National Fisherman

Kodiak seiners will be scooping up pollock in their nets starting this week. You heard right. Seiners have a chance to test the waters to determine if a directed pollock fishery makes sense for that type of gear in the Gulf.
 
Except for a small jig fishery, the only pollock fishery operating in state waters (out to three miles) is at Prince William Sound where trawlers this year have an 8.5 million pound catch.
 
“The initial seine opportunity will just run from April 11 through June 8 so we don’t overlap with salmon season. And during that time the harvest will be limited to 500,000 pounds,” said Trent Hartill, a groundfish manager at ADF&G in Kodiak. Pollock weigh three to four pounds on average.
 
The proposal for the trial pollock fishery got the nod in January from the state Board of Fisheries to operate under a special “commissioner’s permit,” Hartill said.
 
“The purpose of that permit is to test the efficacy of seine gear in catching pollock,” he explained. “If it’s successful, it will provide information for the Board to determine whether they want to pursue a full blown fishery or move in whatever direction they desire.”
 
Roughly 190 salmon seiners are currently operating out of Kodiak and Hartill said there is lots of interest in giving pollock a try. The dock price in town is 12-14 cents a pound.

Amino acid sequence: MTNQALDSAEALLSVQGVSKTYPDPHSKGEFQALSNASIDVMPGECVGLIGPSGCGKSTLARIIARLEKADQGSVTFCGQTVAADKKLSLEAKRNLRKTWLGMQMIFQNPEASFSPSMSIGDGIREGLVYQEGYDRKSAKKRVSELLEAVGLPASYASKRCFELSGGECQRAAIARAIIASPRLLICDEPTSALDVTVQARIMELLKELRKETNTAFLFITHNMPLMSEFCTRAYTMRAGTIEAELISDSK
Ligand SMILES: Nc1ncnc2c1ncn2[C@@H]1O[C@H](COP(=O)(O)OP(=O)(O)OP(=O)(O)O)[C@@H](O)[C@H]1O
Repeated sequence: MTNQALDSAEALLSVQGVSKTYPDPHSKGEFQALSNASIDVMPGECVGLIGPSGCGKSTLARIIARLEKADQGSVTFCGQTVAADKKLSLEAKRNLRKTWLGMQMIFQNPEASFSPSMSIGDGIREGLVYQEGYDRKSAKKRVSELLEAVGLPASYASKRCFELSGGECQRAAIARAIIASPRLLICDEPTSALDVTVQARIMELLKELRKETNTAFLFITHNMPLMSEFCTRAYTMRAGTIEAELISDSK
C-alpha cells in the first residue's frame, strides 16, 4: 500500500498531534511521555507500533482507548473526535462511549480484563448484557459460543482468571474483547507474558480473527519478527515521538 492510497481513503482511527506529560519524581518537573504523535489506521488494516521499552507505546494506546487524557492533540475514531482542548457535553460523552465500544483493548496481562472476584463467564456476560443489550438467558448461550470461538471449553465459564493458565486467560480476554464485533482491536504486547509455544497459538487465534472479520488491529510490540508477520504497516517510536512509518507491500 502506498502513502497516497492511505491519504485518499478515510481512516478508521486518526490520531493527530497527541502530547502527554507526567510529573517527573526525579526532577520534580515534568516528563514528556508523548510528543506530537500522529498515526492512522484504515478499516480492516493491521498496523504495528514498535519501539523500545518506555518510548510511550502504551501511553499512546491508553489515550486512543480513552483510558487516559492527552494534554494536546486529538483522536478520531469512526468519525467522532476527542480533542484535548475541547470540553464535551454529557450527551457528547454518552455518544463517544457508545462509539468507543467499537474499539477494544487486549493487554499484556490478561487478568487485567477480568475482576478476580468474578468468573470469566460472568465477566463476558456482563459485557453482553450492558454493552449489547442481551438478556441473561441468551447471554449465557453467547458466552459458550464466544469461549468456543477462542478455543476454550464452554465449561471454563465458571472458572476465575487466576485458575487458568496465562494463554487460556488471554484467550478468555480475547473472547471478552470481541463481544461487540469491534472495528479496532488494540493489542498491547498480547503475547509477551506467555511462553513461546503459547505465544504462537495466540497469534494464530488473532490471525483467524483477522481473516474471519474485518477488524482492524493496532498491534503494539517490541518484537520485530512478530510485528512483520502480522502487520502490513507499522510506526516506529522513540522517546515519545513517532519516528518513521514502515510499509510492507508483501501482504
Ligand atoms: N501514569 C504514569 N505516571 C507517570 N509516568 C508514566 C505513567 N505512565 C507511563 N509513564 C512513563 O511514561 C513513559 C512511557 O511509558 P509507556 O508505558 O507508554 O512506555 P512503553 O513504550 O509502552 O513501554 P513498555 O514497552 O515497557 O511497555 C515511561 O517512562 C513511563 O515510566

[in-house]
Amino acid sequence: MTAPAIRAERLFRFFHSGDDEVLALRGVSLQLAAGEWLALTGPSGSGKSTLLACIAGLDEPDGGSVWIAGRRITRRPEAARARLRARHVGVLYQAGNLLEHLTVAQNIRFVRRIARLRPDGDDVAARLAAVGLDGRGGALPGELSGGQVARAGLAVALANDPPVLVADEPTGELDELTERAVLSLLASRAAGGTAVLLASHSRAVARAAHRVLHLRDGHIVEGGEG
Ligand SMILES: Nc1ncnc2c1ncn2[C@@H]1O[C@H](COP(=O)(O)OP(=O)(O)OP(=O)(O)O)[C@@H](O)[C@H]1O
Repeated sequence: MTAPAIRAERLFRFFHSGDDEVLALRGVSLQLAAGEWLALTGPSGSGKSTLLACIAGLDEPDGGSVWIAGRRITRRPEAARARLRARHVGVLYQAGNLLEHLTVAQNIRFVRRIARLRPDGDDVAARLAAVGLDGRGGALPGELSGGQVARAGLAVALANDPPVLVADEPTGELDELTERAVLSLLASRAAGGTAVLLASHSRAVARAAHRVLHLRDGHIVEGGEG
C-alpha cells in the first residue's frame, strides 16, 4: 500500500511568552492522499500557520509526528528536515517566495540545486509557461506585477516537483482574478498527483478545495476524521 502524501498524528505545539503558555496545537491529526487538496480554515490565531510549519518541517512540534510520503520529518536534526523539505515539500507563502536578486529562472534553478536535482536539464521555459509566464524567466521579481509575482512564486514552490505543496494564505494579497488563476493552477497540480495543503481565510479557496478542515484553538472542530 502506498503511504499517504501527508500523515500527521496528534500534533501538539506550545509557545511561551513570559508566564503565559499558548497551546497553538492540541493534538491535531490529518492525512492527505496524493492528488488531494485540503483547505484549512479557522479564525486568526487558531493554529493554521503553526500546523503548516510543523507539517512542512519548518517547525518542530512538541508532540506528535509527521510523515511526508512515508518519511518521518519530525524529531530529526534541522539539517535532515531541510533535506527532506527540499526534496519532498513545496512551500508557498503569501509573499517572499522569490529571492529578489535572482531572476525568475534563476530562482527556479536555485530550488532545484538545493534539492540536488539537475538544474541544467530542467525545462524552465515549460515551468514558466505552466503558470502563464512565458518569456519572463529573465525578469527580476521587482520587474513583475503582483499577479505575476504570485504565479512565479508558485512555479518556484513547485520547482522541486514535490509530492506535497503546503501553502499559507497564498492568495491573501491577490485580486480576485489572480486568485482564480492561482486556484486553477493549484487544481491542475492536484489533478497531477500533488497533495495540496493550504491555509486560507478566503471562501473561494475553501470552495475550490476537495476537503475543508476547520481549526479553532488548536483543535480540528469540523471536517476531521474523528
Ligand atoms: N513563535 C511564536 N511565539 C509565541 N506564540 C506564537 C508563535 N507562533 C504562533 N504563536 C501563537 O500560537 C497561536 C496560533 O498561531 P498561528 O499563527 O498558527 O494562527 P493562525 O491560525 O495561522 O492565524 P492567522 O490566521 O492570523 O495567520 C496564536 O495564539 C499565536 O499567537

Read the full story at the Fish Site>>

National Fisherman Live

National Fisherman Live: 1/27/15

In this episode:

Assessment: Atlantic menhaden is not overfished
Bering Sea pollock fishery casts off
Dock to Dish opens Florida’s first CSF
Second wave of disaster funds for Alaska
Fisherman lands N.C.’s largest bluefin ever

Inside the Industry

The Alaska Seafood Marketing Institute is still seeking public review and comment on the Alaska Responsible Fisheries Management Conformance Criteria (Version 1.2, September 2011). The public review and comment period, which opened on Dec. 3, 2014, runs through Monday, Feb. 3.

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NOAA, in consultation with the Department of the Interior, has appointed 10 new members to the Marine Protected Areas Federal Advisory Committee. The 20-member committee is composed of individuals with diverse backgrounds and experience who advise the departments of commerce and the interior on ways to strengthen and connect the nation's MPA programs. The new members join the 10 continuing members appointed in 2012.

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